Building off Alvarez’s work, the team wanted to show how incarcerated people reclaim their identity while uniformed. In one uniform display, Alvarez’s own white polo is set against the “state green” prison pants. The exhibit also talks about the importance of the prison “tailorman,” who helps people modify their state-green clothing.

“There’s transgressive consumption, transgressive acts against the state,” Alvarez says. “What many may think is insignificant actually has a lot of significance for people incarcerated.”

Lopez connected with the group Abolition Now O.C., which provides mutual aid support for people leaving Orange County’s Theo Lacy Facility: “I sent them an email after seeing a paper jumpsuit on one of their social media channels.” People leaving the jail are forced to wear the jumpsuit if the facility determines their clothes to return to free society are “inadequate.” The collective loaned a jumpsuit and a few other objects, including a DIY wallet made from materials collected inside the jail.

(Photo courtesy Clothing Inside team)

Other items focus on women’s experience of incarceration. The team connected with the artist and Ear Hustle podcast co-host Nigel Poor, who collects bra underwire discarded in the parking lot of San Quentin State Prison. (Women cannot wear underwire bras into prison visiting rooms.) Her collection went on loan for the exhibit. They also displayed feminine hygiene products.

“What we found throughout speaking with different individuals was that they had very limited access to sanitary napkins,” Ricketts says. “They also found ways of using these objects not just for menstrual periods … because their shoes were very uncomfortable to walk in, they’d line their shoes with sanitary napkins.”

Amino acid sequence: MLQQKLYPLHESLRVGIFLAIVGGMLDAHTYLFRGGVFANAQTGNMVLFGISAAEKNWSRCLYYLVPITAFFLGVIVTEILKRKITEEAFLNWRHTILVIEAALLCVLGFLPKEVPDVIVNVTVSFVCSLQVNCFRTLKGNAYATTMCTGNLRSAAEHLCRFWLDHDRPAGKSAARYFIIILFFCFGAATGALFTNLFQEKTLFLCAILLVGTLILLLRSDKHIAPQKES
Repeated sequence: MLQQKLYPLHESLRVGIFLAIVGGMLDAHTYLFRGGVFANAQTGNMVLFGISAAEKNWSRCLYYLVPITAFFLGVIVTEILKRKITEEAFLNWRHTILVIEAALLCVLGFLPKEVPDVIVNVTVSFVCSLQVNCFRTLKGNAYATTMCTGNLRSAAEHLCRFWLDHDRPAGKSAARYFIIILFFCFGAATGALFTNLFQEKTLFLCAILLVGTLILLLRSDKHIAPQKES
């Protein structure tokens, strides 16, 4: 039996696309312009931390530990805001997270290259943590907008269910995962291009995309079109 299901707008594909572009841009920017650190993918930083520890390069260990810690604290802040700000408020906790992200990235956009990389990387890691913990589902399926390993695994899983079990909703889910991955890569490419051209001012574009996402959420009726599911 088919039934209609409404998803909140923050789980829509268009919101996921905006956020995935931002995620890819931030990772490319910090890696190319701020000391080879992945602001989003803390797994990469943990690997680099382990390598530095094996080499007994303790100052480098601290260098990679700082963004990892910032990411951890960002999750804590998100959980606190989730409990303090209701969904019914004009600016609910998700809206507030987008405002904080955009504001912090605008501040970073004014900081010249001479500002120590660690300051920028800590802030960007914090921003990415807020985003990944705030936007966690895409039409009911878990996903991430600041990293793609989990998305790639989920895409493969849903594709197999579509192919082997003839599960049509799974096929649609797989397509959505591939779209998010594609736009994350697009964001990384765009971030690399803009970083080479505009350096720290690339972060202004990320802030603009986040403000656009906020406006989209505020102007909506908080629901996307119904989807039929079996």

Lopez, Ricketts and Alvarez all agree the most powerful part of the exhibit is the installation of a minimalist prison cell, outfitted with a clothesline — a common set-up that’s actually against prison rules. Undergarments hang from the clothesline, with the recording of formerly incarcerated people’s testimony playing from above.

“Being in that structure, hearing the interviews, one of the more important pieces for me is that the voices of people are heard,” Ricketts says. “Hearing first hand about people who have lived through this, you come away with a different viewpoint on the objects throughout the gallery space.”

Through the month, the team used the exhibit to prompt dialogue and awareness around the many injustices of mass incarceration. By displaying the politicized “t-shirt wall” in a hallway trafficked by New School students and faculty, “We wanted people to think about ways they could incorporate abolition in their everyday life,” Lopez says.

Formerly incarcerated folks, and loved ones of incarcerated people, have shared their insight, feedback and what the team missed. “It generated such a rich conversation that made us tap back into our lived experience,” Alvarez says of discussing the exhibit with men he was incarcerated with. “Part of that conversation was — ‘yo, you should have caught this!’ I have lived experience, but I also have blind spots in my creative practice.”

With that in mind, the team plans to expand upon Clothing Inside. They will start a website, continue their newsletter and host events this year around the topic of prison fashion. “Our network has expanded, on account of this existing in public, and that’s going to affect future iterations and include more people in the conversation,” Lopez says. At the moment, the curators are actively seeking other locations to show the exhibit.

“I can’t wait to see, once we bring this to another space, what kind of impact we’ll have there and the conversations we’ll be able to spark,” says Alvarez.

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Emily Nonko is a social justice and solutions-oriented reporter based in Brooklyn, New York. She covers a range of topics for Next City, including arts and culture, housing, movement building and transit. 

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Tags: incarcerationprisonart